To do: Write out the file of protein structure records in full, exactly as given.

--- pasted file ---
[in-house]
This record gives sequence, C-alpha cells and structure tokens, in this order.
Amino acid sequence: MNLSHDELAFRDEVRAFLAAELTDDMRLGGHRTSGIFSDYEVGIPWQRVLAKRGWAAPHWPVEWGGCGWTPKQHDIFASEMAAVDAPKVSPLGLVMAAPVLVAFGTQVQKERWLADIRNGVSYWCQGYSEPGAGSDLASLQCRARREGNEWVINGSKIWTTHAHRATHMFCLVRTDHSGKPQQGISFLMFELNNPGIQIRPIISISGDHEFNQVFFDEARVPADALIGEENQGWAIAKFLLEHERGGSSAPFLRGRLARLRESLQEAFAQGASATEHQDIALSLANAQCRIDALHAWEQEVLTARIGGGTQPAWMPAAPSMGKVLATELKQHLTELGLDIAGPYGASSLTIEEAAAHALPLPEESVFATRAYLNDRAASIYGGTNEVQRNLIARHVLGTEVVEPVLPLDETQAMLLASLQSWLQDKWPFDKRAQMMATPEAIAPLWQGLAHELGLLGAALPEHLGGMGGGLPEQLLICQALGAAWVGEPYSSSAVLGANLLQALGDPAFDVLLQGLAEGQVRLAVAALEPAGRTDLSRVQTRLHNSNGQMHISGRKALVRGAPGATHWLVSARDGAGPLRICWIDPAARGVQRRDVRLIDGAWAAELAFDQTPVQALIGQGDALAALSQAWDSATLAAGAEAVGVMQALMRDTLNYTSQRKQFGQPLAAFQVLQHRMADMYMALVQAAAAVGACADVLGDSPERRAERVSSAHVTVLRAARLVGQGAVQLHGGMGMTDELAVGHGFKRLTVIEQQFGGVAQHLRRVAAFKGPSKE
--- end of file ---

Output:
[in-house]
This record gives sequence, C-alpha cells and structure tokens, in this order.
Amino acid sequence: MNLSHDELAFRDEVRAFLAAELTDDMRLGGHRTSGIFSDYEVGIPWQRVLAKRGWAAPHWPVEWGGCGWTPKQHDIFASEMAAVDAPKVSPLGLVMAAPVLVAFGTQVQKERWLADIRNGVSYWCQGYSEPGAGSDLASLQCRARREGNEWVINGSKIWTTHAHRATHMFCLVRTDHSGKPQQGISFLMFELNNPGIQIRPIISISGDHEFNQVFFDEARVPADALIGEENQGWAIAKFLLEHERGGSSAPFLRGRLARLRESLQEAFAQGASATEHQDIALSLANAQCRIDALHAWEQEVLTARIGGGTQPAWMPAAPSMGKVLATELKQHLTELGLDIAGPYGASSLTIEEAAAHALPLPEESVFATRAYLNDRAASIYGGTNEVQRNLIARHVLGTEVVEPVLPLDETQAMLLASLQSWLQDKWPFDKRAQMMATPEAIAPLWQGLAHELGLLGAALPEHLGGMGGGLPEQLLICQALGAAWVGEPYSSSAVLGANLLQALGDPAFDVLLQGLAEGQVRLAVAALEPAGRTDLSRVQTRLHNSNGQMHISGRKALVRGAPGATHWLVSARDGAGPLRICWIDPAARGVQRRDVRLIDGAWAAELAFDQTPVQALIGQGDALAALSQAWDSATLAAGAEAVGVMQALMRDTLNYTSQRKQFGQPLAAFQVLQHRMADMYMALVQAAAAVGACADVLGDSPERRAERVSSAHVTVLRAARLVGQGAVQLHGGMGMTDELAVGHGFKRLTVIEQQFGGVAQHLRRVAAFKGPSKE